If I have to make a criticism of the models, (and I’ll emphasise that its a slight criticism), its something that is common in using such digital models. The faces of some of the models are ‘expressionless’, ie. they are looking straight ahead with mouths closed, so they look slightly ‘vacant’. This doesn’t apply to all the models featured in the book and I don’t know how difficult it is to alter the expressions of the faces, but it would be great if the faces could be altered slightly to show more emotion or interaction with the scene. However, to re-emphasise, the book benefits greatly from having lots of character scenes and Bradley Warnes should be highly commended for his artwork.

The final section introduces some Clement Sector specific rules modifications (which are of course optional) but they help the referee to get around such problems such as ageing (actual age and apparent age, when modified by longevity drugs), maintaining social standing when not part of a large interstellar empire and finally, character advancement. This final suggestion for a rules change is an interesting one and is an elegant way for characters to improve skills and personal statistics. This has been a long-running debate over the years in the various editions of the Traveller RPG, GKG’s suggestion for character advancement is nice, simple system and is a refreshing change to more traditional systems that involve amassing thousands of experience points.

As a career book when compared to the Hub Federation Navy, I really enjoyed reading this book; probably because Career Companion is a more ‘general’ book describing a variety of careers and add more ‘colour’ to the Clement Sector. Hub Federation Navy has a similar format, but I felt that book lacked a bit of additional background material to make the book more ‘distinct’. The rules modifications are a nice touch and do add value to the product; at $6.99 for the PDF version it is a well-worth purchase for players and referees alike, not just in use with the Clement Sector background, but any Traveller ATU. I would also like to thank John Watts of Gypsy Knights Games for kindly forwarding me a copy of Career Companion to review.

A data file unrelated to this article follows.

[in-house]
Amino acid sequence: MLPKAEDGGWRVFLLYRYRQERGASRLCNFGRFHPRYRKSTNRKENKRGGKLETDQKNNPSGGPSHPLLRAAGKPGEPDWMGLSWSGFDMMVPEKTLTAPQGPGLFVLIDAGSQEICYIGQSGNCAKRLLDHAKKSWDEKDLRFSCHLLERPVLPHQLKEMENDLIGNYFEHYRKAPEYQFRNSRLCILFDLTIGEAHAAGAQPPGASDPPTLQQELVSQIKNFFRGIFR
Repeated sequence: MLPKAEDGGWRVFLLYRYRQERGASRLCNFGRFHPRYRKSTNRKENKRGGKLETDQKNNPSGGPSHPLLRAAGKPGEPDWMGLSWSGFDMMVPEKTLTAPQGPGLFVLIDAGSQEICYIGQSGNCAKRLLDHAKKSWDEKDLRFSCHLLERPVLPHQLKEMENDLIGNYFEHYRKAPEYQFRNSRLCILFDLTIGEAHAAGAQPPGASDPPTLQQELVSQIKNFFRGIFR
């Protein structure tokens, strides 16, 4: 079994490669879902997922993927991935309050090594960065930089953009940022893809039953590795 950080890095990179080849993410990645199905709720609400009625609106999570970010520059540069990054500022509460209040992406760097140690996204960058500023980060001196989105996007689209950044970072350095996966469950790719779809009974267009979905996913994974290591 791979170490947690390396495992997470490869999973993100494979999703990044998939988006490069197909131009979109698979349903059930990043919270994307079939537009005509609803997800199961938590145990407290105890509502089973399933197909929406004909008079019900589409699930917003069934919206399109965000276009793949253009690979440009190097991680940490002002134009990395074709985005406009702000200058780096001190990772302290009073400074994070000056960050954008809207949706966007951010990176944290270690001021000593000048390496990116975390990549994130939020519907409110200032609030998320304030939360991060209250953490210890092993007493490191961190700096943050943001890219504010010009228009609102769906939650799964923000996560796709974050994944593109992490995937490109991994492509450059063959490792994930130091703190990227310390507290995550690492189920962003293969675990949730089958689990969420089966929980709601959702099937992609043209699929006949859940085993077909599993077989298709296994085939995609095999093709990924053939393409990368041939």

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Amber Zone Writing Contest Announced

The guys over at the Amber Zone have launched their opening contest. Its a writing competition to develop a scenario like the old Journal of the Traveller’s Aid Society books from the Classic Traveller days. There are a lot of prizes, with sponsorship support from Gypsy Knights Games, Spica Publishing, DSL Ironworks, Greylock Publishing Lines and various other individual contributions.

This looks really good, not just for the prizes on offer but also the opportunity to write a new scenario and to see what other people will come up with.